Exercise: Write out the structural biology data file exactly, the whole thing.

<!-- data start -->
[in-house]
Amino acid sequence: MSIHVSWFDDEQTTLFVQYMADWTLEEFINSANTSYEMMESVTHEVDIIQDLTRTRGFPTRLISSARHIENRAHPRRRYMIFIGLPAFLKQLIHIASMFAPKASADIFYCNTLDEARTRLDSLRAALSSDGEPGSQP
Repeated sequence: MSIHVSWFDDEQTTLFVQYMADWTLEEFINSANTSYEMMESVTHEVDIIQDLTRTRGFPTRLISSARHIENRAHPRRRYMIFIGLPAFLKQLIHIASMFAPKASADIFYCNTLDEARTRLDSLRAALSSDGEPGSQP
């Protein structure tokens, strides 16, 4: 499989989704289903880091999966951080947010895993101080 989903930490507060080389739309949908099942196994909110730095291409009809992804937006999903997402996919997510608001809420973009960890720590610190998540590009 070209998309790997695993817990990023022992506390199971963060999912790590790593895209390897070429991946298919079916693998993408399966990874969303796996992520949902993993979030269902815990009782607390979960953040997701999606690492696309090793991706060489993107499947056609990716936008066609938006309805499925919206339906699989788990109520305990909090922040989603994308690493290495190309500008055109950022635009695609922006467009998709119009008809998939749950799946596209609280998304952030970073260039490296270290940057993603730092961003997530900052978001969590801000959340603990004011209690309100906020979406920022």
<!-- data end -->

[in-house]
Amino acid sequence: MSIHVSWFDDEQTTLFVQYMADWTLEEFINSANTSYEMMESVTHEVDIIQDLTRTRGFPTRLISSARHIENRAHPRRRYMIFIGLPAFLKQLIHIASMFAPKASADIFYCNTLDEARTRLDSLRAALSSDGEPGSQP
Repeated sequence: MSIHVSWFDDEQTTLFVQYMADWTLEEFINSANTSYEMMESVTHEVDIIQDLTRTRGFPTRLISSARHIENRAHPRRRYMIFIGLPAFLKQLIHIASMFAPKASADIFYCNTLDEARTRLDSLRAALSSDGEPGSQP
């Protein structure tokens, strides 16, 4: 499989989704289903880091999966951080947010895993101080 989903930490507060080389739309949908099942196994909110730095291409009809992804937006999903997402996919997510608001809420973009960890720590610190998540590009 070209998309790997695993817990990023022992506390199971963060999912790590790593895209390897070429991946298919079916693998993408399966990874969303796996992520949902993993979030269902815990009782607390979960953040997701999606690492696309090793991706060489993107499947056609990716936008066609938006309805499925919206339906699989788990109520305990909090922040989603994308690493290495190309500008055109950022635009695609922006467009998709119009008809998939749950799946596209609280998304952030970073260039490296270290940057993603730092961003997530900052978001969590801000959340603990004011209690309100906020979406920022």